West Virginia American Water

http://www.amwater.com/wvaw/

West Virginia American Water announced Thursday they’re doling out grants to six community organizations.

The grants are part of West Virginia American Water’s 2015 Environmental Grant program. It’s a program designed to help innovative, community-based environmental projects that improve, restore or protect watersheds, surface water or groundwater supplies.

Foo Conner / Flickr

The company that provides water to nearly 600,000 West Virginians has notified regulators it intends to file a rate case for its water and wastewater operations.

The notice was given by West Virginia-American Water Company to the Public Service Commission of West Virginia. It says the company expects to file its case within 30 days.

photo by Cecelia Mason

Appalachia is no stranger to industrial or environmental disasters that affect our water. Because of crumbling water infrastructure in many coalfield communities, folks often turn to bottled water for regular use.

But not all bottled water is equal. At least that’s according to judges at the 25th annual Berkeley Springs International Water Tasting & Competition, which took place February 19-22. The competition judges the taste of bottled water, purified water, and municipal city waters from across the world were judged.

Melissa Ellsworth

On Sunday, the U.S. Department of Transportation’s Federal Railroad Administration announced that its full-scale forensic investigation is now underway in earnest, following last week's train derailment.  

Federal Investigators say it could be weeks before we know what caused the CSX train to derail last Monday.

Copyright 2015 NPR. To see more, visit http://www.npr.org/.

Transcript

AUDIE CORNISH, HOST:

Courtesy Photo / Mike King

On Monday, a 109-car CSX train derailed along the Fayette-Kanawha county line, causing crude oil to spill into the Kanawha River, giant fireballs to stretch hundreds of feet into the air and one home to catch fire.

Governor Earl Ray Tomblin has placed Fayette and Kanawha counties under a state of emergency as emergency officials continue to respond.

The public utility company West Virginia American Water announced a call for water project entries today. The company’s 2015 Environmental Grant Program offers funds for projects that improve, restore or protect the watersheds, surface water and/or groundwater supplies located within West Virginia American Water’s service territory

Elk River Chemical spill
wikimedia / Wikimedia

State utility regulators are telling a regional water company to make more information public about how it responded to a January chemical spill.

West Virginia utility regulators are again postponing hearings for the water company affected in a January chemical spill.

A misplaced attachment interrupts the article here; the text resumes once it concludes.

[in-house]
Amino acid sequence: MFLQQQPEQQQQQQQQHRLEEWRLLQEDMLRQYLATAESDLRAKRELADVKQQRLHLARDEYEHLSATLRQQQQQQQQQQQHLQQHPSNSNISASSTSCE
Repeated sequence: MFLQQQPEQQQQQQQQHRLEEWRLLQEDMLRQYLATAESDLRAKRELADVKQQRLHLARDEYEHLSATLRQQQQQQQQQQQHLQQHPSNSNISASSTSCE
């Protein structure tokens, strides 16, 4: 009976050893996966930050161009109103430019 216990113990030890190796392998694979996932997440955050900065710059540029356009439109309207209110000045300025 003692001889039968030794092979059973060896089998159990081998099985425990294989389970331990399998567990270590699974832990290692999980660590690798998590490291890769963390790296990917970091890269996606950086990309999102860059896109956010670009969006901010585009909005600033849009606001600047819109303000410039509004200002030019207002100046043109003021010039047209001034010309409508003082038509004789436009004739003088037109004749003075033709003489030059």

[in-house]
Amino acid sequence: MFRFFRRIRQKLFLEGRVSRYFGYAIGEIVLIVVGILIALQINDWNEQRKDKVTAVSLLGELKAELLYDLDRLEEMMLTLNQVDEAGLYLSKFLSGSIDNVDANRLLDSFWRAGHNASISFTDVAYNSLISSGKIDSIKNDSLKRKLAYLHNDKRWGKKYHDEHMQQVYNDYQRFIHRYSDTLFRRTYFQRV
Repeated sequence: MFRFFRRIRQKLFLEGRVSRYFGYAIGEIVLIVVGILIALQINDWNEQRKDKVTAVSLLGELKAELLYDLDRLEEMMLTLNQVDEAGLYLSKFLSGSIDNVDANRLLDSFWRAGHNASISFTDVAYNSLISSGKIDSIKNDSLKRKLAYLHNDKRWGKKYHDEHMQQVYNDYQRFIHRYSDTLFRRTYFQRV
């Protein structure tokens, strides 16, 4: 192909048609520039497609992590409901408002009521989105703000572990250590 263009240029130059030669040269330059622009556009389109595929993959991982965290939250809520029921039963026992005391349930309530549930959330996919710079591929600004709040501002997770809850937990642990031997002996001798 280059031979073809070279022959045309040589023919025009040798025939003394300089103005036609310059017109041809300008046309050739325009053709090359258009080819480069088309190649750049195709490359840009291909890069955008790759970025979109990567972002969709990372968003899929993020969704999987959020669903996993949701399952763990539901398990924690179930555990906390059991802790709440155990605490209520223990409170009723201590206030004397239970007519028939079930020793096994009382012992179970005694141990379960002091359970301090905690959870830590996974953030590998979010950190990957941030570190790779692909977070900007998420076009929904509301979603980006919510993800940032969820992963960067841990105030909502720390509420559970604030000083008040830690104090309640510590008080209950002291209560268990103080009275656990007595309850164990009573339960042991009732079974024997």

In an order last month, the state Public Service Commission canceled hearings scheduled Feb. 10-12 for West Virginia American Water.

The commission is probing the water company's response to a chemical spill that tainted its water supply. The Freedom Industries leak spurred a tap-water ban for 300,000 people for days.

Updated on Friday, November, 14 at 4:38 p.m.

West Virginia American Water is returning service to its Kanawha Valley water treatment plant following a sewer line break Thursday on the Elk River above the plant intake. A yellow substance was reported shortly after noon and the company shut down the plant following notification from Metro 911. 

The company says they've consulted with the West Virginia West Virginia Bureau for Public Health about the decision to return service and they continue to work with the state Department of Environmental Protection and first responders. 

West Virginia American Water says the treatment process will be augmented with additional powdered activated carbon.

According to a news release, the company says plant operators have increased  the frequency of testing for: 

  •  total coliform (an indicator of bacteria),
  • pH, conductivity
  • and are continuously monitoring for free chlorine (disinfection).  

The company says they were notified that approximately three gallons of water-based road paint in the sewer system likely caused the yellow color at the site of the sewer line break. The Bureau for Public Health and water quality experts reviewed a MSDS sheet of the paint provided by the City of Charleston and determined it did not pose any threats.

Updated on Friday, November, 14 at 2:46 p.m.

West Virginia American Water spokeswoman Laura Jordan said the shut down their Elk River intake around noon after being notified about the situation.  She says company officials are working with the DEP, first responders and other agencies.

Ongoing testing at the treatment plant shows no change in water quality, according to West Virginia American Water.  

Original Post from Friday, November, 14 at 12:46 p.m.